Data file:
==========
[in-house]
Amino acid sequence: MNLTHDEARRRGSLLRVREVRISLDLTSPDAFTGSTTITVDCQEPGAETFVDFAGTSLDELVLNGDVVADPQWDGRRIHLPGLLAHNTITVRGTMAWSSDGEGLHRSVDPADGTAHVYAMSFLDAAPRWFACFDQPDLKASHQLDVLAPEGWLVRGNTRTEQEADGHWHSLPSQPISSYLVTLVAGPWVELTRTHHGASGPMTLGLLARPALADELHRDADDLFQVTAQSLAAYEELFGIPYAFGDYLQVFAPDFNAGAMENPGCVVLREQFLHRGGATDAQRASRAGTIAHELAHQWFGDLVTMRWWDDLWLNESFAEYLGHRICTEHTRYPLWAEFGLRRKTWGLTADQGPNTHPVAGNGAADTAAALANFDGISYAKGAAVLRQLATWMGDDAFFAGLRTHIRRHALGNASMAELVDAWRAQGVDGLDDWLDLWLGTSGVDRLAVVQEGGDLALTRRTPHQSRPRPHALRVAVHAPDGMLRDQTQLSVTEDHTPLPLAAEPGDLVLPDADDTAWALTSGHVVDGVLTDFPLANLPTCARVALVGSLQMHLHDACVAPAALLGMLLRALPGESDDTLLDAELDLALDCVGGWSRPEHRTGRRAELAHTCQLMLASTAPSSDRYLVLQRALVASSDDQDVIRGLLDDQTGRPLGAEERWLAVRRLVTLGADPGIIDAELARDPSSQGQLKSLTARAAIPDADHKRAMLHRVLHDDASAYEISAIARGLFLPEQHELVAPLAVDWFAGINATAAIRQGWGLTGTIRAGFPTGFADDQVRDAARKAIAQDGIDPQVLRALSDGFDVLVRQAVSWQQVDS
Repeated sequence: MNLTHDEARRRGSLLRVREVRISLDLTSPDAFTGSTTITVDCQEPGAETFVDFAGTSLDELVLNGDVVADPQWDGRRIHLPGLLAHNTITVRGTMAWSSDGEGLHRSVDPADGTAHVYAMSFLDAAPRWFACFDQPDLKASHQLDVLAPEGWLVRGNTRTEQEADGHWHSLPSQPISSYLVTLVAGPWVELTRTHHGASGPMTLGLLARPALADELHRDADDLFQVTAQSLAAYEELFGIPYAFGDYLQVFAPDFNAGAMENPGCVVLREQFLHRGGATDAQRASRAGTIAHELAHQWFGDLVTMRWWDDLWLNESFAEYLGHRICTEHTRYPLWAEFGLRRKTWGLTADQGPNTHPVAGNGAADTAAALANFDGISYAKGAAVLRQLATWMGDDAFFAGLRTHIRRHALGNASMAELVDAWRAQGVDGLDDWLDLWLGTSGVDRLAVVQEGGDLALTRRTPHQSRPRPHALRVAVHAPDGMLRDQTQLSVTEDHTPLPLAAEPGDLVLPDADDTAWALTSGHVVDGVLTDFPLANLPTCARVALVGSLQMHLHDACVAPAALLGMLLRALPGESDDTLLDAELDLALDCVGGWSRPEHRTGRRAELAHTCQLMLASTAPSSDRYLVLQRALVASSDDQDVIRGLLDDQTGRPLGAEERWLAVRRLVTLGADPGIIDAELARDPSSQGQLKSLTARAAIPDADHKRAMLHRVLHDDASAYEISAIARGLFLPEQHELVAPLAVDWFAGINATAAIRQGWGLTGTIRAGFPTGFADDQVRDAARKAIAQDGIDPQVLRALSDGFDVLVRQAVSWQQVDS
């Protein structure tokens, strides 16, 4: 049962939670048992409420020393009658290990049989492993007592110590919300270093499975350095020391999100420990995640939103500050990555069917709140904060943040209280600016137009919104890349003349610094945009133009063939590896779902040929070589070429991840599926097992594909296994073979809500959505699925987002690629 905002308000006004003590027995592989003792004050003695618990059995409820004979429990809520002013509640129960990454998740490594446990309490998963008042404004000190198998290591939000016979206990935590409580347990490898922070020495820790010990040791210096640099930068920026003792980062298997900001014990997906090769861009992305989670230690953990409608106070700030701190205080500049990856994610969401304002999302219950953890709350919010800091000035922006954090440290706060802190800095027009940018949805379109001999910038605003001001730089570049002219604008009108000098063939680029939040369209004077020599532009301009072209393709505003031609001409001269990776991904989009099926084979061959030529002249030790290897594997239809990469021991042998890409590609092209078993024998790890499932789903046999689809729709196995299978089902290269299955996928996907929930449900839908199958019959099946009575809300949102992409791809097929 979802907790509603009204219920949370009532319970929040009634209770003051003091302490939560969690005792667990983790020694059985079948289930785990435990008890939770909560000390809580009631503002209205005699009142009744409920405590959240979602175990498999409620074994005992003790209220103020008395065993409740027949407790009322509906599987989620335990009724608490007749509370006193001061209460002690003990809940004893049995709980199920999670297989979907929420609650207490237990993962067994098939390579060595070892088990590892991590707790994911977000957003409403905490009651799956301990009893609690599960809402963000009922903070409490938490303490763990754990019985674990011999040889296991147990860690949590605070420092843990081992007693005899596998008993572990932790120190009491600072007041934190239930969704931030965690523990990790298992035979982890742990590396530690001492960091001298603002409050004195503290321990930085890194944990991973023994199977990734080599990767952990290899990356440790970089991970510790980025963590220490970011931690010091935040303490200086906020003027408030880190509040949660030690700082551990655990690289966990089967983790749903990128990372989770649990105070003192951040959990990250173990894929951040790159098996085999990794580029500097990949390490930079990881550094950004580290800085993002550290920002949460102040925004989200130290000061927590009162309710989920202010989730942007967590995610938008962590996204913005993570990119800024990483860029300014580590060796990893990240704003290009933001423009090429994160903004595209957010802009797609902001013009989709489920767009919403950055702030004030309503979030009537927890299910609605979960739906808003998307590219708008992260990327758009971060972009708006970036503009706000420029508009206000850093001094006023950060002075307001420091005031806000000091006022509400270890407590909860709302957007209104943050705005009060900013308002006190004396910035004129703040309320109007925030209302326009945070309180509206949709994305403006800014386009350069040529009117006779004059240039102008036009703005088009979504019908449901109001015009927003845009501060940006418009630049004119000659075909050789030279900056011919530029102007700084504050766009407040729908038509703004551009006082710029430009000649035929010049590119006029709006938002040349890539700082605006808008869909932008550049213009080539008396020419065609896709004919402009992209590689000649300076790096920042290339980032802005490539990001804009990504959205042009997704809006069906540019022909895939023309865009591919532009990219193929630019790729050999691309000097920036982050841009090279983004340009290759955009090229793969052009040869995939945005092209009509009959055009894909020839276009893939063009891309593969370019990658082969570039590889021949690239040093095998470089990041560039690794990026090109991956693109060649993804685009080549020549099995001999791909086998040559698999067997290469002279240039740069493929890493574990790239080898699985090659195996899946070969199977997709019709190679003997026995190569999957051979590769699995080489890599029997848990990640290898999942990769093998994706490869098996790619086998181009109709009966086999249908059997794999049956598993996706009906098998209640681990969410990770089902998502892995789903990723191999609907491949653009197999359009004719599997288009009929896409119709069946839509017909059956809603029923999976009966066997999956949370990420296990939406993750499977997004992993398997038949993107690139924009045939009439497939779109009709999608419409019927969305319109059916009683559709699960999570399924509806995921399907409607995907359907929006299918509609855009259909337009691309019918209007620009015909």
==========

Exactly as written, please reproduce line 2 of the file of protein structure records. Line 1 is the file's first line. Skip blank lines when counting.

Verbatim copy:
Amino acid sequence: MNLTHDEARRRGSLLRVREVRISLDLTSPDAFTGSTTITVDCQEPGAETFVDFAGTSLDELVLNGDVVADPQWDGRRIHLPGLLAHNTITVRGTMAWSSDGEGLHRSVDPADGTAHVYAMSFLDAAPRWFACFDQPDLKASHQLDVLAPEGWLVRGNTRTEQEADGHWHSLPSQPISSYLVTLVAGPWVELTRTHHGASGPMTLGLLARPALADELHRDADDLFQVTAQSLAAYEELFGIPYAFGDYLQVFAPDFNAGAMENPGCVVLREQFLHRGGATDAQRASRAGTIAHELAHQWFGDLVTMRWWDDLWLNESFAEYLGHRICTEHTRYPLWAEFGLRRKTWGLTADQGPNTHPVAGNGAADTAAALANFDGISYAKGAAVLRQLATWMGDDAFFAGLRTHIRRHALGNASMAELVDAWRAQGVDGLDDWLDLWLGTSGVDRLAVVQEGGDLALTRRTPHQSRPRPHALRVAVHAPDGMLRDQTQLSVTEDHTPLPLAAEPGDLVLPDADDTAWALTSGHVVDGVLTDFPLANLPTCARVALVGSLQMHLHDACVAPAALLGMLLRALPGESDDTLLDAELDLALDCVGGWSRPEHRTGRRAELAHTCQLMLASTAPSSDRYLVLQRALVASSDDQDVIRGLLDDQTGRPLGAEERWLAVRRLVTLGADPGIIDAELARDPSSQGQLKSLTARAAIPDADHKRAMLHRVLHDDASAYEISAIARGLFLPEQHELVAPLAVDWFAGINATAAIRQGWGLTGTIRAGFPTGFADDQVRDAARKAIAQDGIDPQVLRALSDGFDVLVRQAVSWQQVDS